Rob says, the players would be educated by someone other than the union and its representatives, and asks, You really expect a rookie to make an informed, independent decision? Like I said, it's a joke.

Players *are* educated by someone other than the union and its representatives. The agents. Who (with the probable exception of Steve Fehr, for obvious reasons) represent an independent power base from that of the MLBPA. In any case, whether the players are or not, how is this the fault of the union? Whether a rookie can make an informed decision or not, what is Don Fehr supposed to do about it? He can't educate the player without running afoul of the first complaint.

Devin writes: Just because Don Fehr is fulfilling his responsibilities as leader of the union doesn't mean he isn't having a negative impact on baseball. Judd writes: It's another thing altogether to squeeze everything out of the owners and, because of your advantageous position, leave them with an inability to correct for market forces.

As for Devin, Judd, and everyone else who has weighed in on the anti-Fehr side, please give *concrete* examples of what Fehr has done wrong. Even *assuming* there's a problem with baseball besides stupidity in some markets, what has *Fehr* done wrong? How have *Fehr's* actions contributed to this problem? Everyone who isn't on Bud Selig's payroll agrees that revenue sharing is the primary solution. Hell, even the Blue Ribbon Panel, which *was* on Selig's payroll, argued for revenue sharing rather than a salary cap. The union has never argued against revenue sharing, except when it was really a salary cap in disguise (because it was tied to payroll rather than revenues).

If the owners voted tomorrow to pool local revenues, the way Rich and Bob Costas and others (but certainly not I) want, and the players vetoed that, *then* you'd have grounds to complain. The owners have never proposed anything like that. So, I reiterate: what has Fehr done wrong? What could he have done differently, other than simply capitulate to all owner demands?

Until you can explain that, it's NOT legitimate to say, "A plague on both your houses." One side has lied. One side has lied under oath. One side has breached their contract with the other. One side has violated labor law. None of those sides are the players.
   25. David Nieporent (now, with children) Posted: December 19, 2001 at 12:19 AM (#604578)
Let me add one other point: what exactly would be gotten for the minor leaguers? Free agency? They have that already. Higher salaries? Where's the money coming from? It's not as if minor leaguers qua minor leaguers are worth anything, economically speaking. They're not big revenue-generating assets.
   26. The Original Gary Posted: December 19, 2001 at 12:19 AM (#604579)
Having known Jim Furtado for many years, I can confirm that he is, indeed, a dunderhead.
   27. Walt Davis Posted: December 19, 2001 at 12:19 AM (#604582)
What evidence is there that the Union has done anything to hurt the state of the game? The Union has access to the detailed financial information (possibly even accurate), we don't. So we have no evidence that their financial demands are in any way out of line with the economics of the game. Furthermore, most independent analysts agree that baseball is making money. Revenues (esp. broadcasting) have been increasing steadily and franchise values have been too. How can one possibly look at baseball ca. 1990 vs. today and say it's in worse shape today, even despite the 94 strike?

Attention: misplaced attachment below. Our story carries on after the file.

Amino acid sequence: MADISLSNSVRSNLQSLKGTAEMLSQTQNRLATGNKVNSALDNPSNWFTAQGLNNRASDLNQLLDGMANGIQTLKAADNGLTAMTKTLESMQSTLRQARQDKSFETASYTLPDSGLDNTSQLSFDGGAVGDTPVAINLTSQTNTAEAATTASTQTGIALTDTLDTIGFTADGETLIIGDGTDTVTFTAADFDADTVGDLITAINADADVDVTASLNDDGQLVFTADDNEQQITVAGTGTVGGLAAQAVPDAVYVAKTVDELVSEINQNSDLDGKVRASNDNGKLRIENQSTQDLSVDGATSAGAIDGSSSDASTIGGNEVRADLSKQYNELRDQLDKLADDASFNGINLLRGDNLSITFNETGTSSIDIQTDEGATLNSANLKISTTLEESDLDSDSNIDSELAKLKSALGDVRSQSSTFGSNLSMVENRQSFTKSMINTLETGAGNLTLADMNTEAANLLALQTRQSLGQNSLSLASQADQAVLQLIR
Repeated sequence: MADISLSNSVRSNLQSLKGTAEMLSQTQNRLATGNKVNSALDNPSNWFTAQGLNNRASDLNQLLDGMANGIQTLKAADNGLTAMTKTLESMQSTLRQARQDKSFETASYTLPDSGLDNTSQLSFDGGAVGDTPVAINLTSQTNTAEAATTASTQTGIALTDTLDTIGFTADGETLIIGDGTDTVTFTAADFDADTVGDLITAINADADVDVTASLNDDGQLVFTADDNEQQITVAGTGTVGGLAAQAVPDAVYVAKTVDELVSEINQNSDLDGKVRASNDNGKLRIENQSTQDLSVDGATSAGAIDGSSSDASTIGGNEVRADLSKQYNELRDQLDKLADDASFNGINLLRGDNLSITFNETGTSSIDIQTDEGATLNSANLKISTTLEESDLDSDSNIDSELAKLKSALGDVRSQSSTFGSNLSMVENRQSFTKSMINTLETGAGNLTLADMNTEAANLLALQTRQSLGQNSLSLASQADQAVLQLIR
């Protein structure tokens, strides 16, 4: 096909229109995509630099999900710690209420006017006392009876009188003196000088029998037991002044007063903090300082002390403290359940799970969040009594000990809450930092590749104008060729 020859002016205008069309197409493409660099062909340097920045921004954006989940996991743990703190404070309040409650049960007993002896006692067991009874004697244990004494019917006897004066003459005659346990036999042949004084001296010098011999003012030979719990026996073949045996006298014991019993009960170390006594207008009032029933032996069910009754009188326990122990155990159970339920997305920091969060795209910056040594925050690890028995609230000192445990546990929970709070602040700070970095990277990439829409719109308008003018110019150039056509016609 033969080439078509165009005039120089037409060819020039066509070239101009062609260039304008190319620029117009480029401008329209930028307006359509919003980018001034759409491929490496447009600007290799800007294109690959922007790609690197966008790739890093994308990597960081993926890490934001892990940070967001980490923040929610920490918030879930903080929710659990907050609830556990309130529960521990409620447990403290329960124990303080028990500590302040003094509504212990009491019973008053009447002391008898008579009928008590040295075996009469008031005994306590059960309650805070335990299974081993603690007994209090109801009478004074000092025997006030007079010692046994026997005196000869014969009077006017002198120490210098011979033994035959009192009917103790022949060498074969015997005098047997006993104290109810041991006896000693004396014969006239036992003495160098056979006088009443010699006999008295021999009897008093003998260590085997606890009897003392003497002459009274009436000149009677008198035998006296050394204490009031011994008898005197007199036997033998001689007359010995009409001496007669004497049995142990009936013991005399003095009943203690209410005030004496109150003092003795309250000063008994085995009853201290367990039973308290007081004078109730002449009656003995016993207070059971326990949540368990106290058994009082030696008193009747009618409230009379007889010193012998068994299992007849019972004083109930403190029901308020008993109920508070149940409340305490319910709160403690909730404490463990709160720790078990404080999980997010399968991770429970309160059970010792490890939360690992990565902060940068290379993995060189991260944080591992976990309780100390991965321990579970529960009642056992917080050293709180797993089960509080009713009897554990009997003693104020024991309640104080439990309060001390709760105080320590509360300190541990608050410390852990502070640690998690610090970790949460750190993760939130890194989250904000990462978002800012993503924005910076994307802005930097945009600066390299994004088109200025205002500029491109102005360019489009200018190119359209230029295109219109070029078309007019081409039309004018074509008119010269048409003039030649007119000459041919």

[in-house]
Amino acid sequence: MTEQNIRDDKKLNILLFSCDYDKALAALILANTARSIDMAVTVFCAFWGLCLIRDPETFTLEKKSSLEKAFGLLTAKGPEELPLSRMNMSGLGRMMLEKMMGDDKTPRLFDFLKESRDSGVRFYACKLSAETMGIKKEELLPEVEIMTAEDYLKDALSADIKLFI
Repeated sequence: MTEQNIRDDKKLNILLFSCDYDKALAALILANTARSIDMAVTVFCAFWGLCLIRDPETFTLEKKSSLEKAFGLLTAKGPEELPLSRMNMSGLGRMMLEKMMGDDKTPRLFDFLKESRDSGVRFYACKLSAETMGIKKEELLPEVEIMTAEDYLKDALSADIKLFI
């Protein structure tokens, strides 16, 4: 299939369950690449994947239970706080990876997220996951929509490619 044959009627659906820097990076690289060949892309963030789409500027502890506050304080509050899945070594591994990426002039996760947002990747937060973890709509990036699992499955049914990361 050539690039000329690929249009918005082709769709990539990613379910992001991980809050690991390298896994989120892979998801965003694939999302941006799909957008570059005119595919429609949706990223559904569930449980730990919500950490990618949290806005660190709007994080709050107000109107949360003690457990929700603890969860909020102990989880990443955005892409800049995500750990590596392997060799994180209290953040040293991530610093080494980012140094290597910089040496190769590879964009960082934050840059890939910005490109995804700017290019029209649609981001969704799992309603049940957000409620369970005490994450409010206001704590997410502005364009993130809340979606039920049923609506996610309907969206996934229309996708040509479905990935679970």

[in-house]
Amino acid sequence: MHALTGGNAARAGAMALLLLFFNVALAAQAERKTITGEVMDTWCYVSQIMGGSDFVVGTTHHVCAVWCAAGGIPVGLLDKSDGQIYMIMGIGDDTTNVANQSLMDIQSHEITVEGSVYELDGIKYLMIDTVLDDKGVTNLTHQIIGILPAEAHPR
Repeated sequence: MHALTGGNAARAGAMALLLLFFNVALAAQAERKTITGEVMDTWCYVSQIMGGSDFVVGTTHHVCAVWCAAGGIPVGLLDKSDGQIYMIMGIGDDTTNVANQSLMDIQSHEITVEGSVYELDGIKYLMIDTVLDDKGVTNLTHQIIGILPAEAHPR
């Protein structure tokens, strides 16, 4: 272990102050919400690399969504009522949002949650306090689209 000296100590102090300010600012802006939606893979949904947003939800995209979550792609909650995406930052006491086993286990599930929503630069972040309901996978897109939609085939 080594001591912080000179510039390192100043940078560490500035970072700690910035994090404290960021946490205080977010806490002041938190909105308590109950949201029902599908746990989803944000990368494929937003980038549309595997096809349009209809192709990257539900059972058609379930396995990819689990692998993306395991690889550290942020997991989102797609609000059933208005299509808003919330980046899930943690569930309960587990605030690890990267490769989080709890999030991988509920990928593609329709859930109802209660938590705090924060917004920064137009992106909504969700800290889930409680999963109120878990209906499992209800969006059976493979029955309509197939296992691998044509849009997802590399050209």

And I've seen no convincing evidence that competitive balance is any different than it's always been. In fact, I've seen pretty convincing evidence that it's quite well balanced -- whether it's the piece on bp about how many different teams would have made the playoffs had they stuck to the 2-division format or the fact that the Yanks' regular season winning percentage has gone down recently or the fact that I don't think we can blame the players' union for the fact that the Cubs, White Sox, and Red Sox haven't won World Series in 93, 84, and 83 seasons respectively.

Nor is it the MLBPA's fault that the owners refuse to use the single most obvious reform to help equalize revenues (and possibly improve competitive balance) -- let teams move! It's worked wonders for the other pro sports.

Expanding the union to include minor league players is something I'd like to see but is not something they are required to do. The minor leaguers could of course organize on their own though there are obvious reasons why they're unwilling to take that risk. But I fail to see how such an expansion would jive with the arguments about the Union hurting the state of the game. If minor leaguers were unionized, labor costs (salary, benefits, etc.) would rise which, if anything, would put the financials in worse shape. And of course if we're talking about how minor-leaguers should make more, we also need to discuss the rising revenues and franchise prices of minor league teams -- it's time they started sharing the wealth with their players.

Since there is little to no connection between players' salaries and ticket prices, there's no reason to think the Union has hurt the fans much there. The presence of talented stars (i.e. high-priced players) on a team presumably makes it more likely that games will be televised, so I don't see the fans losing there either.

Let's apply this "they should think of the fans" argument to another thread. It's quite obvious that many fans in Toronto are upset that Koch, Gonzalez, and possibly Mondesi are leaving. Is it Ricciardi's job to put the fans' interests (recognizable names on the field) first? Putting the fans first is one of the reasons why teams like the Cubs and Red Sox are perennial failures. If the Yankees put the fans first, their fans would still be seeing Tino and O'Neill and maybe even Girardi.